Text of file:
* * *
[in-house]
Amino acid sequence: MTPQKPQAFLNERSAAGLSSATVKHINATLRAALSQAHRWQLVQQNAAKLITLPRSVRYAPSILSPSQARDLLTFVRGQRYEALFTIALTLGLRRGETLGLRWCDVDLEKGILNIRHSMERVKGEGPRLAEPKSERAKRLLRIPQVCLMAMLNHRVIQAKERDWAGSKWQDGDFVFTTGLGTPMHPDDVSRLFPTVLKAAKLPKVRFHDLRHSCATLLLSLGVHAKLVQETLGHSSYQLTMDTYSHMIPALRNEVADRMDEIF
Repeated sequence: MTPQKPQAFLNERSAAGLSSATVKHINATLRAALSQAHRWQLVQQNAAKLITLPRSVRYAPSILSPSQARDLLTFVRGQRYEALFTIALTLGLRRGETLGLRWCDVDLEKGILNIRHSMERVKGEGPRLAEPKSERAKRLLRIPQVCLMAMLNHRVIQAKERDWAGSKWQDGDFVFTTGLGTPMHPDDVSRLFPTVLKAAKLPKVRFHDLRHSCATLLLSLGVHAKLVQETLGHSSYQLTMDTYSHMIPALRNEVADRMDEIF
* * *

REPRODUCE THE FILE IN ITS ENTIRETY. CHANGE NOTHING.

[in-house]
Amino acid sequence: MTPQKPQAFLNERSAAGLSSATVKHINATLRAALSQAHRWQLVQQNAAKLITLPRSVRYAPSILSPSQARDLLTFVRGQRYEALFTIALTLGLRRGETLGLRWCDVDLEKGILNIRHSMERVKGEGPRLAEPKSERAKRLLRIPQVCLMAMLNHRVIQAKERDWAGSKWQDGDFVFTTGLGTPMHPDDVSRLFPTVLKAAKLPKVRFHDLRHSCATLLLSLGVHAKLVQETLGHSSYQLTMDTYSHMIPALRNEVADRMDEIF
Repeated sequence: MTPQKPQAFLNERSAAGLSSATVKHINATLRAALSQAHRWQLVQQNAAKLITLPRSVRYAPSILSPSQARDLLTFVRGQRYEALFTIALTLGLRRGETLGLRWCDVDLEKGILNIRHSMERVKGEGPRLAEPKSERAKRLLRIPQVCLMAMLNHRVIQAKERDWAGSKWQDGDFVFTTGLGTPMHPDDVSRLFPTVLKAAKLPKVRFHDLRHSCATLLLSLGVHAKLVQETLGHSSYQLTMDTYSHMIPALRNEVADRMDEIF